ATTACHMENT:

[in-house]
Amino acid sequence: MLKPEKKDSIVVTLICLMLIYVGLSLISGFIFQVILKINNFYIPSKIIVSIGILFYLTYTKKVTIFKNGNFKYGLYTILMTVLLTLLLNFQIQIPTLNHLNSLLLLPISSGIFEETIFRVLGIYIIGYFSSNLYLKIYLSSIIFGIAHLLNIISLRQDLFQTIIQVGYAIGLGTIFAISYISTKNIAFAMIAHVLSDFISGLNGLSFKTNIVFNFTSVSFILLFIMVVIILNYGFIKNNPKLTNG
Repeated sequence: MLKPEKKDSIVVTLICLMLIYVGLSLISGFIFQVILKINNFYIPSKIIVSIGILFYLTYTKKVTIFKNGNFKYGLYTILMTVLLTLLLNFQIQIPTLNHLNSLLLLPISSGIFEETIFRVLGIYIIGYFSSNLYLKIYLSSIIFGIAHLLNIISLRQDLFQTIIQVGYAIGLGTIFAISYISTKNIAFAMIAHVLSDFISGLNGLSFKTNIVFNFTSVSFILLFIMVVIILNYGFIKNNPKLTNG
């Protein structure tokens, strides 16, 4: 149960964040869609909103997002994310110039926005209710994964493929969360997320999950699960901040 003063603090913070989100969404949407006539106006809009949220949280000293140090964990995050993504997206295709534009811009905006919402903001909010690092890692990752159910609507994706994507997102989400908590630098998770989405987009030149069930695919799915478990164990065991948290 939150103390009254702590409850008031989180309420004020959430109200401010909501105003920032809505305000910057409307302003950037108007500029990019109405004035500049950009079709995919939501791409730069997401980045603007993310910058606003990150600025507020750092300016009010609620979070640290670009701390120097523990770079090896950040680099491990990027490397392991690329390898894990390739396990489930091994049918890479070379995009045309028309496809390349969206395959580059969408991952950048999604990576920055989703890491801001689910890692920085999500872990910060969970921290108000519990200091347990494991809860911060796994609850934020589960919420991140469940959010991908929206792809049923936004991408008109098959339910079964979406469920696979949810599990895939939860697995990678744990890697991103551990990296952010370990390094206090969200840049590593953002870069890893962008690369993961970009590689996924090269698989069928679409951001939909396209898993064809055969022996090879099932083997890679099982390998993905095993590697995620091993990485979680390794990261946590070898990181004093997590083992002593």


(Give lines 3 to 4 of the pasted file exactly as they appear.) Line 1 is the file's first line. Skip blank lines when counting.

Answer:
Repeated sequence: MLKPEKKDSIVVTLICLMLIYVGLSLISGFIFQVILKINNFYIPSKIIVSIGILFYLTYTKKVTIFKNGNFKYGLYTILMTVLLTLLLNFQIQIPTLNHLNSLLLLPISSGIFEETIFRVLGIYIIGYFSSNLYLKIYLSSIIFGIAHLLNIISLRQDLFQTIIQVGYAIGLGTIFAISYISTKNIAFAMIAHVLSDFISGLNGLSFKTNIVFNFTSVSFILLFIMVVIILNYGFIKNNPKLTNG
């Protein structure tokens, strides 16, 4: 149960964040869609909103997002994310110039926005209710994964493929969360997320999950699960901040 003063603090913070989100969404949407006539106006809009949220949280000293140090964990995050993504997206295709534009811009905006919402903001909010690092890692990752159910609507994706994507997102989400908590630098998770989405987009030149069930695919799915478990164990065991948290 939150103390009254702590409850008031989180309420004020959430109200401010909501105003920032809505305000910057409307302003950037108007500029990019109405004035500049950009079709995919939501791409730069997401980045603007993310910058606003990150600025507020750092300016009010609620979070640290670009701390120097523990770079090896950040680099491990990027490397392991690329390898894990390739396990489930091994049918890479070379995009045309028309496809390349969206395959580059969408991952950048999604990576920055989703890491801001689910890692920085999500872990910060969970921290108000519990200091347990494991809860911060796994609850934020589960919420991140469940959010991908929206792809049923936004991408008109098959339910079964979406469920696979949810599990895939939860697995990678744990890697991103551990990296952010370990390094206090969200840049590593953002870069890893962008690369993961970009590689996924090269698989069928679409951001939909396209898993064809055969022996090879099932083997890679099982390998993905095993590697995620091993990485979680390794990261946590070898990181004093997590083992002593």